Atrial fibrillation (AFib) causes high risk of stroke . It leads to a 5-fold higher risk of stroke and is responsible for 20% of all strokes[6-8]. Approximately 40% of AFib patients have no symptoms  so that many of them are diagnosed by coincidence when hospitalized for other reasons , including stroke [4, 5]
In the case of Atrial Fibrillation, the heart chambers beat chaotically and irregularly. This can cause blood to accumulate in the atria of the heart, clump together, and form blood clots. These blood clots can then migrate through the bloodstream to the brain, where they block the blood vessels and this causes a stroke.
The dangerous part of AFib is, that about 70% of the AFib episodes are asymptomatic and remain undiagnosed. In addition, at the beginning AFib generally appears only irregularly and can therefore be overlooked even during sporadic doctor's visits.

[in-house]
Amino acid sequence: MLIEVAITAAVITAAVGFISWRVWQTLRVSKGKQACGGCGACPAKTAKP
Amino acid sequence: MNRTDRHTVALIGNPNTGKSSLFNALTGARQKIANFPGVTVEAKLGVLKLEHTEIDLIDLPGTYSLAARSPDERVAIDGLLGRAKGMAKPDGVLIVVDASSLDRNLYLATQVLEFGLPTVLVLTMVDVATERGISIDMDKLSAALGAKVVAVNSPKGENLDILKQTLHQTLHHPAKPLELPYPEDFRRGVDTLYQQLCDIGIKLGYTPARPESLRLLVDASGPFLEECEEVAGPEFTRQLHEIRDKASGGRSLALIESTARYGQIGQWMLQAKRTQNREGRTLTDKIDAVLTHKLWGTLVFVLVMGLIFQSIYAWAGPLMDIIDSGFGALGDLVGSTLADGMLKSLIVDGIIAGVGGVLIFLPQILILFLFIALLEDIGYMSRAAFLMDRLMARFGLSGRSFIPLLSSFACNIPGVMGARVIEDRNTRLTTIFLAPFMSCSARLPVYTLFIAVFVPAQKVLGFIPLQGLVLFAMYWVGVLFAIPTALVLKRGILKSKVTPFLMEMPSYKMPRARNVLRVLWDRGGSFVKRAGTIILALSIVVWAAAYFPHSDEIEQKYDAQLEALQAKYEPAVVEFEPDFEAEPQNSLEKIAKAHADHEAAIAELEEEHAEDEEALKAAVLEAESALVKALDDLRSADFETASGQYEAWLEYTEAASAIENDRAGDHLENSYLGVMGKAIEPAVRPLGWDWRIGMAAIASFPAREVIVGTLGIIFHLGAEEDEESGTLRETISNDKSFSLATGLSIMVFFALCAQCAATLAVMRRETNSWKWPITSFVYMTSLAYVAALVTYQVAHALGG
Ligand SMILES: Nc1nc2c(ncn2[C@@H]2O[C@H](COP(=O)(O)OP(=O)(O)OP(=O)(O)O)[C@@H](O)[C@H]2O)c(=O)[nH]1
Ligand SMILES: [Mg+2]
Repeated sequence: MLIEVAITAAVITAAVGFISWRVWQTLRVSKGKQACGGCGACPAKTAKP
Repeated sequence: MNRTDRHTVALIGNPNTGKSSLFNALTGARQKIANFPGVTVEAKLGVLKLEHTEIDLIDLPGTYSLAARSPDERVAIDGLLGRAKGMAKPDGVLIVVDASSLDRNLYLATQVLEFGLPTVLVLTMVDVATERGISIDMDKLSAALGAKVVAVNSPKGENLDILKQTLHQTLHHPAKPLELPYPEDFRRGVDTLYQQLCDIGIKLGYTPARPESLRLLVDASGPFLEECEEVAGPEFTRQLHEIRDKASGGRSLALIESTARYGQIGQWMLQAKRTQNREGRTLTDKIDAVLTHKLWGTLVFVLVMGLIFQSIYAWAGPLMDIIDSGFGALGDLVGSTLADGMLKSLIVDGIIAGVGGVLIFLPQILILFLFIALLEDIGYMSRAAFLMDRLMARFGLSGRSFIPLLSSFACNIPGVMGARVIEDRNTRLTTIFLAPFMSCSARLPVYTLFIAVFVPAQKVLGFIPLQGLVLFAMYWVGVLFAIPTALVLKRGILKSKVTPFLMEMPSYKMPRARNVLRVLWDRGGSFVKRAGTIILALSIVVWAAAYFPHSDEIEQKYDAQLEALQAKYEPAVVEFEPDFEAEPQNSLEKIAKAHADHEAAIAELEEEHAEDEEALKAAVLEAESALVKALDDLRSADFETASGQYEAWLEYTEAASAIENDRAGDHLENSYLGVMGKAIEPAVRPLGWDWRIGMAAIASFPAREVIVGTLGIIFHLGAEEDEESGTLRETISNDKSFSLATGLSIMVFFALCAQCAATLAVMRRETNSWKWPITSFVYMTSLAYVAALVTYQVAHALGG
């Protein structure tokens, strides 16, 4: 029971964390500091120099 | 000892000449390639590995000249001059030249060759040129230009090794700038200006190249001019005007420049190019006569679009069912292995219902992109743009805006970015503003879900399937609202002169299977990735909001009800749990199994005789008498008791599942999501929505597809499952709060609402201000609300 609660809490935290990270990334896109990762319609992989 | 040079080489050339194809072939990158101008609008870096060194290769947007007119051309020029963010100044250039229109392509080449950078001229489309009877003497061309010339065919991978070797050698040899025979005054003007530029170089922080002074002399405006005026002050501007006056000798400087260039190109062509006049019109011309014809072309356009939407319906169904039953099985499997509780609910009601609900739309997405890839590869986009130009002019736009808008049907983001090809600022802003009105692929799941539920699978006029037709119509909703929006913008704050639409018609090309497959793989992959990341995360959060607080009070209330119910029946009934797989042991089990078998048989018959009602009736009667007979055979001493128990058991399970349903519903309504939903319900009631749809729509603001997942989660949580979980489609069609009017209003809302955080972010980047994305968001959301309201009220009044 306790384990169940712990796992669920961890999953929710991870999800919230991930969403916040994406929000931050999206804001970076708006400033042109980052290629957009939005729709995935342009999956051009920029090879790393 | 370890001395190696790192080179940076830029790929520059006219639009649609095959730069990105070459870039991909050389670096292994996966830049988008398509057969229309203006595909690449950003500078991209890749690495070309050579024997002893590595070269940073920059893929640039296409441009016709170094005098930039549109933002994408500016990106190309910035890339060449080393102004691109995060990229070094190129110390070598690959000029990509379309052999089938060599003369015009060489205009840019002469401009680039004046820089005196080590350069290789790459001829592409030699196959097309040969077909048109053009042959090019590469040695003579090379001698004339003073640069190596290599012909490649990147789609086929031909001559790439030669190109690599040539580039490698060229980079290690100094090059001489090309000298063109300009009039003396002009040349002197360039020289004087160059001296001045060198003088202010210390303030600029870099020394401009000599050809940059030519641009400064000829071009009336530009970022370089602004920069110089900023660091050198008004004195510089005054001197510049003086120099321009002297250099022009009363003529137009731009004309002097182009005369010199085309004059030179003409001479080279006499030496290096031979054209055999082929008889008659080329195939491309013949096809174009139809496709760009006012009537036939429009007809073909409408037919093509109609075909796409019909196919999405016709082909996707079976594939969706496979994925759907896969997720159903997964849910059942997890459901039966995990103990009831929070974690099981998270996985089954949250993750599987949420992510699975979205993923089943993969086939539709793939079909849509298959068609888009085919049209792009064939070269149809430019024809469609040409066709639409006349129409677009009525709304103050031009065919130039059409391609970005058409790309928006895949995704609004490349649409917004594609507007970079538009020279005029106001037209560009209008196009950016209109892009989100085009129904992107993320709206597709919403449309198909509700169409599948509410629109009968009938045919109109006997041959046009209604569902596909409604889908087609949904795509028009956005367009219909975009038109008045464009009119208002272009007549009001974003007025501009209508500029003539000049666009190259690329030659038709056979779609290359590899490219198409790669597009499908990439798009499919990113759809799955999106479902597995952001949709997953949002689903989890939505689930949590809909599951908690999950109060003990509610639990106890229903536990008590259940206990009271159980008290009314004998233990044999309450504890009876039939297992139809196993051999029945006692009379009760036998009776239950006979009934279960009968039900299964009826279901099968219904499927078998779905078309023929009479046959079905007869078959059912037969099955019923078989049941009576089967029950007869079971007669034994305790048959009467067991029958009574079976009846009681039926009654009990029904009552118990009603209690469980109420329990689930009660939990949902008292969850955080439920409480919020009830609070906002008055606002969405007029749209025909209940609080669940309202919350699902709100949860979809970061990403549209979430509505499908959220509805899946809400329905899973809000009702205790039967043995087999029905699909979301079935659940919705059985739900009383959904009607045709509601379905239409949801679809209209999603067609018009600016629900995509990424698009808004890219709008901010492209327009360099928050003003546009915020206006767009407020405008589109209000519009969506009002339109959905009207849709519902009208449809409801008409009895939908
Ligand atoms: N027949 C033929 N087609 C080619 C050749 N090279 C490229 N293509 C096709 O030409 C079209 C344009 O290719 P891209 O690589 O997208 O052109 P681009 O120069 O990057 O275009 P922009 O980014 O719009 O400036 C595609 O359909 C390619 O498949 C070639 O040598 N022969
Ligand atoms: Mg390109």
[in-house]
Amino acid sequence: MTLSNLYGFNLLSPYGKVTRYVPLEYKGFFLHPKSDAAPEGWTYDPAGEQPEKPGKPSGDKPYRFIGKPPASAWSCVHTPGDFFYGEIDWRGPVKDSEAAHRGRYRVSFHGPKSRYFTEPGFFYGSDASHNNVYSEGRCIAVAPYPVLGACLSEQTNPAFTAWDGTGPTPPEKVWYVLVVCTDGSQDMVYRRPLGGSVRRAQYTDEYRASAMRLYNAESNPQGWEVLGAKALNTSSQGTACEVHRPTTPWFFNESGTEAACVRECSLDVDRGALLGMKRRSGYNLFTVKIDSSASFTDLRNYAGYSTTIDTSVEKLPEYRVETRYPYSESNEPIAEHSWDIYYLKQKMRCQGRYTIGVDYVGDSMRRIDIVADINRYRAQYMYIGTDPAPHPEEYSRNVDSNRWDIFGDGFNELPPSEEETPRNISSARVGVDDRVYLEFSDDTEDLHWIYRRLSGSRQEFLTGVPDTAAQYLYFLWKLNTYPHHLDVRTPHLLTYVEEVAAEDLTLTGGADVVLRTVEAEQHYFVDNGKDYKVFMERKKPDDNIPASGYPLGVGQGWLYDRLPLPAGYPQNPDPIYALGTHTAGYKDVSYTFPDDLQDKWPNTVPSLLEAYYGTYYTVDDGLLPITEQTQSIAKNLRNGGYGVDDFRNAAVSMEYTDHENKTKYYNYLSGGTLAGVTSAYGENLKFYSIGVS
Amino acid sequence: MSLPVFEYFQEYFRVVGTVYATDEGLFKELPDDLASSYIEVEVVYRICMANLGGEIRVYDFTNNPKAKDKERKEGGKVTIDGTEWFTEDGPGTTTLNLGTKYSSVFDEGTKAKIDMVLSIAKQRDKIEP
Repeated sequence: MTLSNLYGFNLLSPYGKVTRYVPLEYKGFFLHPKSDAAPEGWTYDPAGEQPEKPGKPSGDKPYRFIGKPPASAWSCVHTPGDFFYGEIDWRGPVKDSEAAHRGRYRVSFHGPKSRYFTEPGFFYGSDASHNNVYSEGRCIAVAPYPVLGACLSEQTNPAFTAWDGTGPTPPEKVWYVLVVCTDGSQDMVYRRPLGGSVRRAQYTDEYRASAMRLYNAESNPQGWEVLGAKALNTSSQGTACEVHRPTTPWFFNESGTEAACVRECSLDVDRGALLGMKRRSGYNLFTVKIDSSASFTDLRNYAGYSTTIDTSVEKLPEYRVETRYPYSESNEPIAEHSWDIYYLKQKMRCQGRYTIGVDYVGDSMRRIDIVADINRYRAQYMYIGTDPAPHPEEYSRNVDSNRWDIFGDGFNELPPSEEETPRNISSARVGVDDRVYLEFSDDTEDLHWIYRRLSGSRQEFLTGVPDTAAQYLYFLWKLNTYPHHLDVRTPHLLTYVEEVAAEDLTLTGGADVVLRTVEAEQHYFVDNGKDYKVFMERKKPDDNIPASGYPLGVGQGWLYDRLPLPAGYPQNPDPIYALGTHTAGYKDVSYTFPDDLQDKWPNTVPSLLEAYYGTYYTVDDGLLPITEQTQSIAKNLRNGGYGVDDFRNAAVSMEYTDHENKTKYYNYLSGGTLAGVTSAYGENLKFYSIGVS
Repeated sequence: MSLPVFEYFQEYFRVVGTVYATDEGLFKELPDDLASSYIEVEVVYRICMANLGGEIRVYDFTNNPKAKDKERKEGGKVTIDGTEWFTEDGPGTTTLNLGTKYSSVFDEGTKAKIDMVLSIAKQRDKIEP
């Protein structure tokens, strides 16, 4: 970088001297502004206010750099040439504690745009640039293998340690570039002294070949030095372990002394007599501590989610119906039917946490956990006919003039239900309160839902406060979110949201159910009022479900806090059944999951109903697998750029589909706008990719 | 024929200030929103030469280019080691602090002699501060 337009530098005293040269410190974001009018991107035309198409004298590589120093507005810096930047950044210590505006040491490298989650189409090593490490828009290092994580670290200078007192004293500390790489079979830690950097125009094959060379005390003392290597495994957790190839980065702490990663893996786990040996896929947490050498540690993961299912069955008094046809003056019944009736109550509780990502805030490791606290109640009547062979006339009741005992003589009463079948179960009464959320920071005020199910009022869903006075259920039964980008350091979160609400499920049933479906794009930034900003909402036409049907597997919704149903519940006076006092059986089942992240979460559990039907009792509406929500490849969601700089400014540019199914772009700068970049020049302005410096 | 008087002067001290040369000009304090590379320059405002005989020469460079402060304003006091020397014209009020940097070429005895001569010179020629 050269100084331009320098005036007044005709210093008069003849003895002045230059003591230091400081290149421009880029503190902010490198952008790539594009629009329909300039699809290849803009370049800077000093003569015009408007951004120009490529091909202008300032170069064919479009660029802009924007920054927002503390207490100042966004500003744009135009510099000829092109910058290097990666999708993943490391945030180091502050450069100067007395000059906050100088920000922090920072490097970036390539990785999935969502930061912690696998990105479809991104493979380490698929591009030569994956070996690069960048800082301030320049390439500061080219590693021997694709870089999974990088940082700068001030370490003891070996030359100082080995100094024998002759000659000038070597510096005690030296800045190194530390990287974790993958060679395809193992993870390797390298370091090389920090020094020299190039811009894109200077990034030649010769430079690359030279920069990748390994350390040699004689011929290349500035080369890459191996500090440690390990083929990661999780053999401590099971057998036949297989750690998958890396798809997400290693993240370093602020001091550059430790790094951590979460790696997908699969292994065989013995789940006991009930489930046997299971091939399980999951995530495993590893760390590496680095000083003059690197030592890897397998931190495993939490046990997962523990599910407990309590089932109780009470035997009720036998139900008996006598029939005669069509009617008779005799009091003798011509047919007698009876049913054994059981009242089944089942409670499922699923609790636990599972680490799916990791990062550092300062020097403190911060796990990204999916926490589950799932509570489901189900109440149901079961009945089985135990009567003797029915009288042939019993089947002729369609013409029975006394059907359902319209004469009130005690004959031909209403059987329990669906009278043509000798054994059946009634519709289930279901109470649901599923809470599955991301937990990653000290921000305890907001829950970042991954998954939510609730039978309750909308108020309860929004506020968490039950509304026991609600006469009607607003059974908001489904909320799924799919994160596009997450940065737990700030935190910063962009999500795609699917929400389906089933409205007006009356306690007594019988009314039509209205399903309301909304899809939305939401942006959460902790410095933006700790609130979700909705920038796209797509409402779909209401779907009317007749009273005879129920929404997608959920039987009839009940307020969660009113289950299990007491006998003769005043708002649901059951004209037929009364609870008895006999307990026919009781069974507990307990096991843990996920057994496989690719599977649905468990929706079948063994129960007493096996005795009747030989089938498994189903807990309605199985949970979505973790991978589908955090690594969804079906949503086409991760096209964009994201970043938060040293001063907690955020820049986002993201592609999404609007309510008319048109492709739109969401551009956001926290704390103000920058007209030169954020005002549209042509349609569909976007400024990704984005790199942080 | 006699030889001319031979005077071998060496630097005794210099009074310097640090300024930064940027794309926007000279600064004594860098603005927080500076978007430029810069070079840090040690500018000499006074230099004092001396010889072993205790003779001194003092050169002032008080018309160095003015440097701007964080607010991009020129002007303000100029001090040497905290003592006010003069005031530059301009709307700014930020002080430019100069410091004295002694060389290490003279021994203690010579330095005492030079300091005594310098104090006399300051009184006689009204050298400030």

Some people with atrial fibrillation have no symptoms. And those who do have atrial fibrillation symptoms may experience signs and symptoms such as: 
The cause of Atrial Fibrillation is not fully understood. However, the following risk factors can additionally increase the risk of having AFib:
AFib is the most common sustained cardiac arrhythmia occurring in 5% of the population of 65 years and older and in 14% older than 85 years. AFib leads to a 5-fold higher risk of stroke and is responsible for 20% of all strokes. Many people have no symptoms from AFib and therefore remain undiagnosed. Early detection of AFib followed by adequate treatment can reduce the risk of a stroke by 68%. [7-9]